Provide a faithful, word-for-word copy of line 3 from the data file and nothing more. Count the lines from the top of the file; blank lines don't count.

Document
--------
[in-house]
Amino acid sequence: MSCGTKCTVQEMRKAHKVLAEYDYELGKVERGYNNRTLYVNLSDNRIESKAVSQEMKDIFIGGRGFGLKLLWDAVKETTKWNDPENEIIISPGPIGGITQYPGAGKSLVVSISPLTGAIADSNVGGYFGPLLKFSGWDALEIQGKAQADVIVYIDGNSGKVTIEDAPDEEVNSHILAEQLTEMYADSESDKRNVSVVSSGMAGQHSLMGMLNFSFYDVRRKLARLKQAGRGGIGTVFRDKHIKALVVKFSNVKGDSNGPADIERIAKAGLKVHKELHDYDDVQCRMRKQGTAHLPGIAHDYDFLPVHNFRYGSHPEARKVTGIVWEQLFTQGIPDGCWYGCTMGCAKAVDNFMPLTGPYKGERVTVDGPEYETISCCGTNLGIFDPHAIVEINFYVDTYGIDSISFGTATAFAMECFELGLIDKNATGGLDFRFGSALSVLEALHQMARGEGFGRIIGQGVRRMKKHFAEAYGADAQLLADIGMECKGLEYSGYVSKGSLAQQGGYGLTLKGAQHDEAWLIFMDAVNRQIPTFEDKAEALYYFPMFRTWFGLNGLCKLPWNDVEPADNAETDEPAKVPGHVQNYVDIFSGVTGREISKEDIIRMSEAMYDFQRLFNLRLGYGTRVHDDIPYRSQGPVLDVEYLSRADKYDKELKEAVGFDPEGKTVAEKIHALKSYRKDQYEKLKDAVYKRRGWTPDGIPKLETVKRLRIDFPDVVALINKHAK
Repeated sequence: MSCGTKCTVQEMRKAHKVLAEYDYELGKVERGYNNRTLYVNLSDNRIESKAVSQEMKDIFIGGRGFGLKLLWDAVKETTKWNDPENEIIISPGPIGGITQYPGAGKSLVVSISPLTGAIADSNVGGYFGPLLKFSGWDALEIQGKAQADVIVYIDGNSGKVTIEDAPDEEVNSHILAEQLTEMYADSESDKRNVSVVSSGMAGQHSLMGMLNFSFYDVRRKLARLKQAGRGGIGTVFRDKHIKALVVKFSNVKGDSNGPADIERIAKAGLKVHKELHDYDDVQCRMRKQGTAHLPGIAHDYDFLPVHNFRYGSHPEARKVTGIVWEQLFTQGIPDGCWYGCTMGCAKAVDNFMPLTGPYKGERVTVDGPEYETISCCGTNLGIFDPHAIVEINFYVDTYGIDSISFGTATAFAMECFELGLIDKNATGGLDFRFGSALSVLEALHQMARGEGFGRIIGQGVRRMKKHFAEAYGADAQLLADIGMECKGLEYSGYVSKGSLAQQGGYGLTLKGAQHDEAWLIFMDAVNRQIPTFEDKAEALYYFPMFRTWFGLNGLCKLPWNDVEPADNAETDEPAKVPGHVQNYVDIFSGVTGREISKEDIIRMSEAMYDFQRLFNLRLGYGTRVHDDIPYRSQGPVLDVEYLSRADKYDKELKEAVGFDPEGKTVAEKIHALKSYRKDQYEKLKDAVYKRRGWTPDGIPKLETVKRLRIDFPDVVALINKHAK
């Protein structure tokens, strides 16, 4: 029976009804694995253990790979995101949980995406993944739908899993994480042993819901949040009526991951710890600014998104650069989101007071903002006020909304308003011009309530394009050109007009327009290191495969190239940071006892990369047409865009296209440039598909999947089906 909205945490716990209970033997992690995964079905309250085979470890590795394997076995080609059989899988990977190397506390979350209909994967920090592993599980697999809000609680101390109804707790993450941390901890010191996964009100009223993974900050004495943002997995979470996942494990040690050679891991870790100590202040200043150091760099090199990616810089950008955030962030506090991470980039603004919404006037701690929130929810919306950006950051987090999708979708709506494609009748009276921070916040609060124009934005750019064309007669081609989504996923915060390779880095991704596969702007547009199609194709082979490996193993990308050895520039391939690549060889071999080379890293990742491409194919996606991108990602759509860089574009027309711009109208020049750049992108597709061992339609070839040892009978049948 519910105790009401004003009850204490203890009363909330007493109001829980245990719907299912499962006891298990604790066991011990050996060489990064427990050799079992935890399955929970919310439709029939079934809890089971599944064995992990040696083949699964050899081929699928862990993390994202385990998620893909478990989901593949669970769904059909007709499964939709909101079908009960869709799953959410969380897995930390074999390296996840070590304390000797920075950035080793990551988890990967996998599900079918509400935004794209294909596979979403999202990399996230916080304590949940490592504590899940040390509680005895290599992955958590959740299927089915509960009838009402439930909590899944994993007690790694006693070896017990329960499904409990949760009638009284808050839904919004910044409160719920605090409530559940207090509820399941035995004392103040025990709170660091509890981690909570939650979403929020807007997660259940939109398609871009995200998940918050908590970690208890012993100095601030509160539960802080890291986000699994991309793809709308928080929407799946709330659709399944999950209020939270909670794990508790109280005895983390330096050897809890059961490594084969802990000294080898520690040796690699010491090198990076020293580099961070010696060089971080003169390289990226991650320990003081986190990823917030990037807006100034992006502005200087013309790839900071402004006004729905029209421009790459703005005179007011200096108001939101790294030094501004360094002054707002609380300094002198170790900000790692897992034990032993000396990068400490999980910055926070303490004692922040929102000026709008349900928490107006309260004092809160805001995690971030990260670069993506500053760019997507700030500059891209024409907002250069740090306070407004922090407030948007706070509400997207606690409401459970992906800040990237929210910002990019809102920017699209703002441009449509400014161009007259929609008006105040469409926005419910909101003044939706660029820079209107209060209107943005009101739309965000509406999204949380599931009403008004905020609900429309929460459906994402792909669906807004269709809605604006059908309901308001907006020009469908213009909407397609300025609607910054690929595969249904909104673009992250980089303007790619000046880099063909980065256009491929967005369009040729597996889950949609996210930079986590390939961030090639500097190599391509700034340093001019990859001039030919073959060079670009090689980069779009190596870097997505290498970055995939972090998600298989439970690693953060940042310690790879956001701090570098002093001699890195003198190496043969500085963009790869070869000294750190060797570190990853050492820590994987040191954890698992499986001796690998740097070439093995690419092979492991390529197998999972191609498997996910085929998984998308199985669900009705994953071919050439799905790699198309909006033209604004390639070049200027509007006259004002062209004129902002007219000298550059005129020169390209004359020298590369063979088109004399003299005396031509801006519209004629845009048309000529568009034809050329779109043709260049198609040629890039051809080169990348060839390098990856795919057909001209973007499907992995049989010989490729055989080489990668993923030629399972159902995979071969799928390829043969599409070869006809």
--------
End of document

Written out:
Repeated sequence: MSCGTKCTVQEMRKAHKVLAEYDYELGKVERGYNNRTLYVNLSDNRIESKAVSQEMKDIFIGGRGFGLKLLWDAVKETTKWNDPENEIIISPGPIGGITQYPGAGKSLVVSISPLTGAIADSNVGGYFGPLLKFSGWDALEIQGKAQADVIVYIDGNSGKVTIEDAPDEEVNSHILAEQLTEMYADSESDKRNVSVVSSGMAGQHSLMGMLNFSFYDVRRKLARLKQAGRGGIGTVFRDKHIKALVVKFSNVKGDSNGPADIERIAKAGLKVHKELHDYDDVQCRMRKQGTAHLPGIAHDYDFLPVHNFRYGSHPEARKVTGIVWEQLFTQGIPDGCWYGCTMGCAKAVDNFMPLTGPYKGERVTVDGPEYETISCCGTNLGIFDPHAIVEINFYVDTYGIDSISFGTATAFAMECFELGLIDKNATGGLDFRFGSALSVLEALHQMARGEGFGRIIGQGVRRMKKHFAEAYGADAQLLADIGMECKGLEYSGYVSKGSLAQQGGYGLTLKGAQHDEAWLIFMDAVNRQIPTFEDKAEALYYFPMFRTWFGLNGLCKLPWNDVEPADNAETDEPAKVPGHVQNYVDIFSGVTGREISKEDIIRMSEAMYDFQRLFNLRLGYGTRVHDDIPYRSQGPVLDVEYLSRADKYDKELKEAVGFDPEGKTVAEKIHALKSYRKDQYEKLKDAVYKRRGWTPDGIPKLETVKRLRIDFPDVVALINKHAK